Brainstorming didn’t kill creativity. Not always


Groups kill creativity. That’s the prevailing wisdom.

The thinking is that when it comes to being creative the sum of the parts is greater than the whole.

Stick people in groups and creativity turns into group think, politics, posturing, self-consciousness, noise, absence of contemplation and whoops – everything gets sucked toward the safe and average.

Which is why individuals have more ideas per head than groups do.

Brainstorming is thus a waste of time.

Except it’s not.

And to say that goes against the grain. Because sending “brainstorm sessions” to the dustbin of corporate life seems on the face of it a smart and popular move. After all most meetings would go into the shredder if their real purpose was to achieve whatever was jammed onto the agenda.

But just before the lethal injection is administered a reprieve arrives! It turns out that groups actually produce better ideas than individuals. What I mean by better isn’t that the ideas of groups are more creative. Or of higher moral value. But they tend to be more robust, more practical, more useful and therefore more valuable (economically).

If true then it’s something of significance for business – who engage in creativity for practical reasons – more than it is useful for artists who might be engaged in creativity for its own sake.

In a recent study* researchers found that individuals faced with the same challenge as groups produced more fresh ideas than the groups.The challenge, incidentally, was for 100+ students to dream up ideas to improve their university.

A second critical phase to the experiment required participants to combine ideas to create new and useful concepts. And at first blush the results were not a surprise. Individuals created more “combined-concepts” than groups did.

So on both counts the individuals were more “creative” than the groups. So far, so predictable.

But unlike previous experiments the quality of the ideas produced were evaluated by a panel of independent judges. Now, doing this is a twist. Until now the experiments in the field of idea generation had focused on measuring the quantity of ideas produced. But here, the ideas produced by the groups were rated as more useful. In other words when measured by quality of ideas rather than quantity of ideas, the brainstorming session may have life in it. It could even be back in vogue.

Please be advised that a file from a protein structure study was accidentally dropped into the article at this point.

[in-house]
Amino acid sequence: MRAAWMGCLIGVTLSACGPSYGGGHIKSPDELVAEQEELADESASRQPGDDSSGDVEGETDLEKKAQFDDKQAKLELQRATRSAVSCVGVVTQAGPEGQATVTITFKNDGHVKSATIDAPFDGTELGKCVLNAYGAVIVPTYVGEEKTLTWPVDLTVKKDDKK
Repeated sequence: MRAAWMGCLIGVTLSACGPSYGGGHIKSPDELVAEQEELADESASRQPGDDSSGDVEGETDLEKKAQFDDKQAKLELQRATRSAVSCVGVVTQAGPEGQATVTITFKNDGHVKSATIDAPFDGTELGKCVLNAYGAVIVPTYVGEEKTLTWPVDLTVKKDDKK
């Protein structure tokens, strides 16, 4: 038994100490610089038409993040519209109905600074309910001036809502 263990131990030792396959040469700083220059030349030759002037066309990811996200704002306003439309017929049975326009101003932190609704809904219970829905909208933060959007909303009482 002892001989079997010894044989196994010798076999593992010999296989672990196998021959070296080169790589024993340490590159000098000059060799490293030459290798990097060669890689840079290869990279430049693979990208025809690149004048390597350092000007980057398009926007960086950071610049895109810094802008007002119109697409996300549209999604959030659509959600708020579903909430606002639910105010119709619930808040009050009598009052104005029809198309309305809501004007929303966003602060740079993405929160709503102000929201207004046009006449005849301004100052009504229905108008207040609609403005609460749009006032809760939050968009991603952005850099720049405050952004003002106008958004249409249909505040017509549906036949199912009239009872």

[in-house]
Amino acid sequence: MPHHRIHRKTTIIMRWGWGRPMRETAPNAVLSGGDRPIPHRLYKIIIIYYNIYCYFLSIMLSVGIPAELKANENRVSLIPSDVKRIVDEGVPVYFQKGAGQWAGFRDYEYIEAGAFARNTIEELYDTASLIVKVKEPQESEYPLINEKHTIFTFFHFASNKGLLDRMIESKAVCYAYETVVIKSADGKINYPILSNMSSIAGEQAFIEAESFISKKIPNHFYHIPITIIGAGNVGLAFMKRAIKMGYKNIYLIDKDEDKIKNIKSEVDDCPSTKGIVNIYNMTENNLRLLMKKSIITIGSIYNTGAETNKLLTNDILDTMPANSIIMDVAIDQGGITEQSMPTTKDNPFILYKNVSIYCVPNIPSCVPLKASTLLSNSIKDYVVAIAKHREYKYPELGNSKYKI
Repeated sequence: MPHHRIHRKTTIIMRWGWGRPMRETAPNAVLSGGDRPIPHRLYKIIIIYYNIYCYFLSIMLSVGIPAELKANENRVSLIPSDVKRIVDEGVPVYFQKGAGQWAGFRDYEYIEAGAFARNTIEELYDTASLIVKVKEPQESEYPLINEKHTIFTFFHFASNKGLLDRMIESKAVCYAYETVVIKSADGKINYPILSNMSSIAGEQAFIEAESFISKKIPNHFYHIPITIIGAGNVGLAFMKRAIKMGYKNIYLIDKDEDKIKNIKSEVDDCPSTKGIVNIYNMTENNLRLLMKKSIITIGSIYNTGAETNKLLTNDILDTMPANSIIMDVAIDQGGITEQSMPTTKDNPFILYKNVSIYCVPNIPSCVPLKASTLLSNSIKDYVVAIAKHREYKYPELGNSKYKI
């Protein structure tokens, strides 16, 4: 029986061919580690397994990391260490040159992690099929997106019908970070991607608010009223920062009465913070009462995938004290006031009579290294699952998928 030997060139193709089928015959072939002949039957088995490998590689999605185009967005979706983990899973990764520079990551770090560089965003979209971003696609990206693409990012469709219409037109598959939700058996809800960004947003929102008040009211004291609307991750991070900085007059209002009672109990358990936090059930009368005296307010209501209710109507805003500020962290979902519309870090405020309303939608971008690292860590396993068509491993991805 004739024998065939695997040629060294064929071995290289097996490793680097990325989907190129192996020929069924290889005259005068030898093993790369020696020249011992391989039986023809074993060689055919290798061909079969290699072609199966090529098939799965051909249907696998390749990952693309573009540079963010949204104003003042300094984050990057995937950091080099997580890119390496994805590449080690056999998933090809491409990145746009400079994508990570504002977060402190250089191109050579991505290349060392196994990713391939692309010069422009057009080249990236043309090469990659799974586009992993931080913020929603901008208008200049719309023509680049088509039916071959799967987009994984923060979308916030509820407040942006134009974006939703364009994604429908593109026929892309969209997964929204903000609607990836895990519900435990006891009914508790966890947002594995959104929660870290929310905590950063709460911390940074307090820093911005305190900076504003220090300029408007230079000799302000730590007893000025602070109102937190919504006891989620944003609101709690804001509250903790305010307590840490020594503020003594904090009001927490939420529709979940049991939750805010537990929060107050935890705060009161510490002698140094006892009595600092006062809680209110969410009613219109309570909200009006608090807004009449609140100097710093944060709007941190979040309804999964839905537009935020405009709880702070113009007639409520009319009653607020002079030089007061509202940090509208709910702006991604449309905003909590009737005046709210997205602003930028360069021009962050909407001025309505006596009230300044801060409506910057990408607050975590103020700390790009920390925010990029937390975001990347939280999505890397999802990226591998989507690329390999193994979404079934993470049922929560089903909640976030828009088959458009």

Then again let’s not be naive; Ask yourself how often brainstorming is the real purpose of brainstorming. Often enough the real purpose is to show that everyone’s opinions matter or to demonstrate that there is no easy solution to a given problem, to filter ideas through a company, build culture, teach/demonstrate a way of thinking, getting commitment (from staff, directors, clients and other attendees), or generate income for a consultancy.

There are in other words plenty of good reasons to brainstorm other than needing to have a brainstorm. But now we can include brainstorming – in certain conditions – to the valid reasons for having a brainstorming meeting. Clear?


Thanks to Jon Marsh for the doodle

*Building on the ideas of others: An examination of the idea combination process by NIcholas W. John;  Paul B. Paulus; YunHee Choi – Unversity of Texas at Arlington